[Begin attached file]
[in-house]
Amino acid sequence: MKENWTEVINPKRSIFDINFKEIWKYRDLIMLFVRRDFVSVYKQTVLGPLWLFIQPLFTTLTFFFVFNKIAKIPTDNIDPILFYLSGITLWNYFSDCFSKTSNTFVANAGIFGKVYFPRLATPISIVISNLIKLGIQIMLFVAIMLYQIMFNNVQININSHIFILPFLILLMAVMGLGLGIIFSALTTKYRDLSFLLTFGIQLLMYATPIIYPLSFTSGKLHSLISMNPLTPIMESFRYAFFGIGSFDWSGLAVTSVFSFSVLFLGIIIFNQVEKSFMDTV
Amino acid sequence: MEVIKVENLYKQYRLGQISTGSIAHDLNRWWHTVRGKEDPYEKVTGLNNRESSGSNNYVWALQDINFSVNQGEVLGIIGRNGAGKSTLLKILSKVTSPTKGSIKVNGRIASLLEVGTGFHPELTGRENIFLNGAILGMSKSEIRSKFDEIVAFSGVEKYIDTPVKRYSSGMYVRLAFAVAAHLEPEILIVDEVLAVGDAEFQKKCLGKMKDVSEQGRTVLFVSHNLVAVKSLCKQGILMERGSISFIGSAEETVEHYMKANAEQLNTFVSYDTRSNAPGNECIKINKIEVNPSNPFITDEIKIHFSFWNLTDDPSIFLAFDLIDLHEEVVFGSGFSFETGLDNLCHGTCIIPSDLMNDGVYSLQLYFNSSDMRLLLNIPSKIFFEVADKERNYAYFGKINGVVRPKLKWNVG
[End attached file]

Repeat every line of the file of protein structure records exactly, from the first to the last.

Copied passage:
[in-house]
Amino acid sequence: MKENWTEVINPKRSIFDINFKEIWKYRDLIMLFVRRDFVSVYKQTVLGPLWLFIQPLFTTLTFFFVFNKIAKIPTDNIDPILFYLSGITLWNYFSDCFSKTSNTFVANAGIFGKVYFPRLATPISIVISNLIKLGIQIMLFVAIMLYQIMFNNVQININSHIFILPFLILLMAVMGLGLGIIFSALTTKYRDLSFLLTFGIQLLMYATPIIYPLSFTSGKLHSLISMNPLTPIMESFRYAFFGIGSFDWSGLAVTSVFSFSVLFLGIIIFNQVEKSFMDTV
Amino acid sequence: MEVIKVENLYKQYRLGQISTGSIAHDLNRWWHTVRGKEDPYEKVTGLNNRESSGSNNYVWALQDINFSVNQGEVLGIIGRNGAGKSTLLKILSKVTSPTKGSIKVNGRIASLLEVGTGFHPELTGRENIFLNGAILGMSKSEIRSKFDEIVAFSGVEKYIDTPVKRYSSGMYVRLAFAVAAHLEPEILIVDEVLAVGDAEFQKKCLGKMKDVSEQGRTVLFVSHNLVAVKSLCKQGILMERGSISFIGSAEETVEHYMKANAEQLNTFVSYDTRSNAPGNECIKINKIEVNPSNPFITDEIKIHFSFWNLTDDPSIFLAFDLIDLHEEVVFGSGFSFETGLDNLCHGTCIIPSDLMNDGVYSLQLYFNSSDMRLLLNIPSKIFFEVADKERNYAYFGKINGVVRPKLKWNVG